Malacca, Singapore – Philippe Vandermaelen, 1827

MAP OF THE MALACCA PENINSULA WITH SINGAPORE “Presqu’Ile de Malacca”, lithograph made by Henri Ode for Philippe Vandermaelen’s “Atlas Universel…

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Presqu’Ile de Malacca”, lithograph made by Henri Ode for Philippe Vandermaelen’s “Atlas Universel de Géographie Physique, Politique, Statistique et Mineralogique” volume six, published in Bruxelles 1827. With original colouring. Size: 47.5 x 56 cms.

Vandermaelen’s Atlas Universel containing 378 maps issued in six volumes, is considered the first atlas ever published with all maps drawn to the same scale and the first to be produced by lithography.

In 1818, Sir Thomas Stamford Raffles was appointed Lieutenant Governor of the British colony at Bencoolen. Raffles believed that the British should find a way to challenge the dominance of the Dutch in the area. The trade route between China and British India passed through the Malacca Strait, and with the growing trade with China, that route would become increasingly important. However, the Dutch had tight control over the trade in the region and intended to enforce the exclusive rights of its company ships to trade, and that trade should be conducted at its entrepot Batavia. British trading ships were heavily taxed at Dutch ports, stifling British trade in the region.

Raffles reasoned that the way to challenge the Dutch was to establish a new port in the region. Existing British ports were not in a strategic enough position to becoming major trading centres. Penang was too far north of the southern narrow part of Straits of Malacca controlled by the Dutch, whereas Bencoolen faced the Indian Ocean near the Sunda Strait, a much less important area as it is too far away from the main trading route. Many other possible sites were either controlled by the Dutch, or had other problems.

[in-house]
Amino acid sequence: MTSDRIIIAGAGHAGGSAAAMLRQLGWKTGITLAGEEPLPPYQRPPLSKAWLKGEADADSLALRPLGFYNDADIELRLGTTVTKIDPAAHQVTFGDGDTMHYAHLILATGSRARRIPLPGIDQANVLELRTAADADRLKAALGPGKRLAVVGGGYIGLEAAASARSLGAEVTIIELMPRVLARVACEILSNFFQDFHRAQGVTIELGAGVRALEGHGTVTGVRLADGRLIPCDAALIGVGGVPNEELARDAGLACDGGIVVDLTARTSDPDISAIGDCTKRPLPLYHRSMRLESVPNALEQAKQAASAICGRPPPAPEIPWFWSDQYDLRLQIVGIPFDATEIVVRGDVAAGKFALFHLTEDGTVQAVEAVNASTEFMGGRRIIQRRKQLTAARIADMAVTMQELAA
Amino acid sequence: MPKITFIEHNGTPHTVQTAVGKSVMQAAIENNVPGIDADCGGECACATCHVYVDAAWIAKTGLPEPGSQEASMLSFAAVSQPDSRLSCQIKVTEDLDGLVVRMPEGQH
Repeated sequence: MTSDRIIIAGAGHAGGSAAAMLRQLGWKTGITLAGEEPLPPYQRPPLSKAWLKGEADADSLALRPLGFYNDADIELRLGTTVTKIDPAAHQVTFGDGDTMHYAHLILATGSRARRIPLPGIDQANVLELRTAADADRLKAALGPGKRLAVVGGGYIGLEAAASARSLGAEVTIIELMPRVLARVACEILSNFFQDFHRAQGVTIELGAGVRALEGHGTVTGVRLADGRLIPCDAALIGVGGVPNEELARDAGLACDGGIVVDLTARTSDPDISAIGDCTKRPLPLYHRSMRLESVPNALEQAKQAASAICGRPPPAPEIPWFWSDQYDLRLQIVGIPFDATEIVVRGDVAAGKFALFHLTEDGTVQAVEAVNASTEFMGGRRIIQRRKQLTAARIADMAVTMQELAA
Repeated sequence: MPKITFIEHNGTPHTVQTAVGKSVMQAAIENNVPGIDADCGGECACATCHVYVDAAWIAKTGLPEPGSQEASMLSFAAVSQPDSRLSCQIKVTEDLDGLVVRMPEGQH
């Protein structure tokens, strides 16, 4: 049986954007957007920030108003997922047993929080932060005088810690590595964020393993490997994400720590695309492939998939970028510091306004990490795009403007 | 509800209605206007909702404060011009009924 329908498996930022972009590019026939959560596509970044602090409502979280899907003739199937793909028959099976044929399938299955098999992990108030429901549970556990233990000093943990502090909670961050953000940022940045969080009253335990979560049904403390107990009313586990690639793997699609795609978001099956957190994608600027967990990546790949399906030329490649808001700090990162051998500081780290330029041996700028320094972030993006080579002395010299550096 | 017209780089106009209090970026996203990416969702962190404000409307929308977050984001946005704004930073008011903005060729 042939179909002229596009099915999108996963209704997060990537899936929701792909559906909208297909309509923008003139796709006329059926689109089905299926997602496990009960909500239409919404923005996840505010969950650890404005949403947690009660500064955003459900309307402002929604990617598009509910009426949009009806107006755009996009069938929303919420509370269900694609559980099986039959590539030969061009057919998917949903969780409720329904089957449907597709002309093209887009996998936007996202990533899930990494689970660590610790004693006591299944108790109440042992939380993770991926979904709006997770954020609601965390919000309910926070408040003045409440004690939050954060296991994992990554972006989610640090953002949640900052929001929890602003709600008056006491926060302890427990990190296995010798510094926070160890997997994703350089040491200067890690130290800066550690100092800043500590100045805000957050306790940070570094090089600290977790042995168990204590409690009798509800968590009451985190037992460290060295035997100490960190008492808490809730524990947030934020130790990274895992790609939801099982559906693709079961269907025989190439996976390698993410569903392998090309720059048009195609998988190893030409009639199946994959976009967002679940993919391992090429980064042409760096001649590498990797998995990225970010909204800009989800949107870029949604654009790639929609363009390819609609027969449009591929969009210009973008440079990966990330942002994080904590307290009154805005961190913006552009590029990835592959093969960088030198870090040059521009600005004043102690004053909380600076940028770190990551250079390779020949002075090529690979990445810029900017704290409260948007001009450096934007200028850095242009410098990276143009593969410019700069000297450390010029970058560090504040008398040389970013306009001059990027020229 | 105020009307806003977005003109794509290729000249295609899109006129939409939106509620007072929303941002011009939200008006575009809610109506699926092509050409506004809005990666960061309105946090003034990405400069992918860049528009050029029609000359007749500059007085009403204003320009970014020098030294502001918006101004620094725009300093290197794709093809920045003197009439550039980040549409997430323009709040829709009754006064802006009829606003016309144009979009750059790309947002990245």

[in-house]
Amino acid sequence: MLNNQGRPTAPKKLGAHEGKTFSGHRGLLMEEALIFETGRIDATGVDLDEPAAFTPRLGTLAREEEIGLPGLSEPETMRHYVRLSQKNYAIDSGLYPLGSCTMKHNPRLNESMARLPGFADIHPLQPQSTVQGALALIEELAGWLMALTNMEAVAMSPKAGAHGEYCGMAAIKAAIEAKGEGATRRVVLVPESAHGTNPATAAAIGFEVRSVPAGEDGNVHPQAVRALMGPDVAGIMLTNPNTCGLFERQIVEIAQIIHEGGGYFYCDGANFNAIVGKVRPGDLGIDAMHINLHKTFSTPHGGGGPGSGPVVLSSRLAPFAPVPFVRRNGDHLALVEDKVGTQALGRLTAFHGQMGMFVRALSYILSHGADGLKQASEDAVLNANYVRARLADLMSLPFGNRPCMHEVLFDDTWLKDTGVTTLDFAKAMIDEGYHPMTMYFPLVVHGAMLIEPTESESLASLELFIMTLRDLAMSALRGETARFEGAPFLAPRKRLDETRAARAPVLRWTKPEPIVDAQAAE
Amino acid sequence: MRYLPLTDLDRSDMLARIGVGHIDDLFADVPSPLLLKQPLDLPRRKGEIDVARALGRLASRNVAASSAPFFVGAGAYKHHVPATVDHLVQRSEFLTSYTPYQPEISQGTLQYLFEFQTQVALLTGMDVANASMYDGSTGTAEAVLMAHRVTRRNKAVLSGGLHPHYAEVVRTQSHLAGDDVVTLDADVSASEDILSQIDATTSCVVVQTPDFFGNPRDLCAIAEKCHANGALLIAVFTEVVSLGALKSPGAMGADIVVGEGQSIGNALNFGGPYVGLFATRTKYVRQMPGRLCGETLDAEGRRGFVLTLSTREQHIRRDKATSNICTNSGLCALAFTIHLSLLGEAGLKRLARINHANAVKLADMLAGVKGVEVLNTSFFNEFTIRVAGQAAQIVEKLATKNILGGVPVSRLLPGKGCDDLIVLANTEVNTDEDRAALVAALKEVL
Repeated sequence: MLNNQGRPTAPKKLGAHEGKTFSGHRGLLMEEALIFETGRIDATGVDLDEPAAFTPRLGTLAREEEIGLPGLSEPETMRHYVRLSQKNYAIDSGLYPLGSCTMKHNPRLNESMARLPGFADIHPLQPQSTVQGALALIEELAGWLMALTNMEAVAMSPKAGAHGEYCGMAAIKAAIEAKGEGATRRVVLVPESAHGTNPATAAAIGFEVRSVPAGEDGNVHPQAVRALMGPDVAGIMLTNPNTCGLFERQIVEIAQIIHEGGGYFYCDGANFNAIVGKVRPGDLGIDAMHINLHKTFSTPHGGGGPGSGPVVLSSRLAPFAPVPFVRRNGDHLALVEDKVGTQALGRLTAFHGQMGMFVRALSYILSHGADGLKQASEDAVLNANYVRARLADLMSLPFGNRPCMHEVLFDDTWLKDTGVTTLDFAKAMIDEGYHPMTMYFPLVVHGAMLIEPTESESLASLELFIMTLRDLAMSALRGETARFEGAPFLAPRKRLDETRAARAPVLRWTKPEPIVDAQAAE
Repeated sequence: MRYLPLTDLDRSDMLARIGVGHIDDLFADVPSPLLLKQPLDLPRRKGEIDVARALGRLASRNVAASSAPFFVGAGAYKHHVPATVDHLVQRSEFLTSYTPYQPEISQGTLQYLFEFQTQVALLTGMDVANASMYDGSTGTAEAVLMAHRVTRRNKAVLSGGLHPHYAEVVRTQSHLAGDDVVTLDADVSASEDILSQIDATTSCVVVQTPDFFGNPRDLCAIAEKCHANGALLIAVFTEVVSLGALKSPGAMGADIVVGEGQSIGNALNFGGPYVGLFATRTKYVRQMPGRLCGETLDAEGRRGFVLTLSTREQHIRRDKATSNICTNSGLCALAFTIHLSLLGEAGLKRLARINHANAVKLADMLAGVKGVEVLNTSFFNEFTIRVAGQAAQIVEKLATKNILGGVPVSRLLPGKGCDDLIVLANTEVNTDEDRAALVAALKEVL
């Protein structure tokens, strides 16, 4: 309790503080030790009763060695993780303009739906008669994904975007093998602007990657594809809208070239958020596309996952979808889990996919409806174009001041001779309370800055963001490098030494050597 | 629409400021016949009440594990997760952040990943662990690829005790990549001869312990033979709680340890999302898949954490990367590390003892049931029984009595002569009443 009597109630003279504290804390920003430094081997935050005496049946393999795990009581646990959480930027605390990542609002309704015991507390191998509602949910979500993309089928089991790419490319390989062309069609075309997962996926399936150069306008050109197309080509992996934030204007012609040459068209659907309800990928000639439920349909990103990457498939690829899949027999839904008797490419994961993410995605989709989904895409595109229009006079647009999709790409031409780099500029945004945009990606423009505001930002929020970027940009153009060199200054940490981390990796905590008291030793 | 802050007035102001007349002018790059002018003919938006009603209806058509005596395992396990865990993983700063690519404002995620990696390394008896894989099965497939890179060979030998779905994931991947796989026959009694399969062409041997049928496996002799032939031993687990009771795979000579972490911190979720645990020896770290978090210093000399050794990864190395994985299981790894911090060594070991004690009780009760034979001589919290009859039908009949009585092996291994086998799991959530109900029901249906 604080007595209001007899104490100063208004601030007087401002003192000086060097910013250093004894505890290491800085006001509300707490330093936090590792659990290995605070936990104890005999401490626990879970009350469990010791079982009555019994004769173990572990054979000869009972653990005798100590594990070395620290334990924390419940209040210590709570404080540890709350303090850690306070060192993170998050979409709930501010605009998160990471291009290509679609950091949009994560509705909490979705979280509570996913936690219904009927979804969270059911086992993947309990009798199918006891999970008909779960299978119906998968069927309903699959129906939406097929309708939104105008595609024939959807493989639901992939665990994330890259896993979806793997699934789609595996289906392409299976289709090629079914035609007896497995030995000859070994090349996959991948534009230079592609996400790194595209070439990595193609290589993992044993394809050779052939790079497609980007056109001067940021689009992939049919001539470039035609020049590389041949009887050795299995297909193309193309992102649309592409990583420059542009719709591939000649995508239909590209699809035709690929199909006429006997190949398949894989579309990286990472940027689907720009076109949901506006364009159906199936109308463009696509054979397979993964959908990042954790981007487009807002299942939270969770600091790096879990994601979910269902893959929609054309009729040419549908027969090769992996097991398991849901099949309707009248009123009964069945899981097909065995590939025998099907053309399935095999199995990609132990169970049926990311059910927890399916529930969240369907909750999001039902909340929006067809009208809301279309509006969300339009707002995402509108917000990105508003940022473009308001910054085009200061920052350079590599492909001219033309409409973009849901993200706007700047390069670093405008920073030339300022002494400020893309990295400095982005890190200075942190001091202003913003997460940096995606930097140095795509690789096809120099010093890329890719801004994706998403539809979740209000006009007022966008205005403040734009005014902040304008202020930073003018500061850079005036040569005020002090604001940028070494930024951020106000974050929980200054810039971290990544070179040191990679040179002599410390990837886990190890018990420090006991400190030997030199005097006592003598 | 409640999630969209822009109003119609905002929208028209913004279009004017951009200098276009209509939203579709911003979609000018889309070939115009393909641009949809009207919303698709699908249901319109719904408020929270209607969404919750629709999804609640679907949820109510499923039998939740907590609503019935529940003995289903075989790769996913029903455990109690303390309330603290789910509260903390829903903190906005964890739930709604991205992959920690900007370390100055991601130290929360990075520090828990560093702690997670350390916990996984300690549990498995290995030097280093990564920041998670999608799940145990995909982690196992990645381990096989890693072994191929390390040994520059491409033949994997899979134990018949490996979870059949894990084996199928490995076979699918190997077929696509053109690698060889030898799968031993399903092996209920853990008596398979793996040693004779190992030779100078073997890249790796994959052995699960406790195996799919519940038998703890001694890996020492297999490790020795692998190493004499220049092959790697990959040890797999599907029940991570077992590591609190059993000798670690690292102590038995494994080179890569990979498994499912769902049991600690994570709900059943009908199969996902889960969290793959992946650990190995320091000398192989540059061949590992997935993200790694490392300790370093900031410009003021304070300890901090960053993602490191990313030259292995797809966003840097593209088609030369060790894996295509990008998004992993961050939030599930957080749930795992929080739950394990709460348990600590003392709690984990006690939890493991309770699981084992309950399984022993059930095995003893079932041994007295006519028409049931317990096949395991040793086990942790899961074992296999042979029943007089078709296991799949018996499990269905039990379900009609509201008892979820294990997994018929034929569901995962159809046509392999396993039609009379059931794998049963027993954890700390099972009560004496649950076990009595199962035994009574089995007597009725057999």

In 1818, Raffles managed to convince his superior in the British East India Company, to fund an expedition to establish a new British base in the region, but with the provision that it should not antagonise the Dutch. Raffles then searched for several weeks. He found several islands that seemed promising, but were either already occupied by the Dutch, or lacked a suitable harbour.

Eventually Raffles settled on the island of Singapore, because of its position at the southern tip of the Malay peninsula, near the Straits of Malacca, and possessed an excellent natural harbour, fresh water supplies, and timber for repairing ships. Most importantly, it was unoccupied by the Dutch.

Raffles’ expedition arrived in Singapore on 29 January 1819. He found a Malay settlement at the mouth of the Singapore River, headed by a Temenggong (governor) for the Sultan of Johor.

In 1824, the entire island of Singapore became a British possession after a treaty with the Sultan. In 1826, Singapore became part of the Straits Settlements, under the jurisdiction of British India, becoming the regional capital in 1836. Prior to Stamford Raffles’ arrival in 1819, there were only about a thousand people living on the island, mostly indigenous Malays along with a handful of Chinese. By 1825, the population had passed the ten thousand mark.

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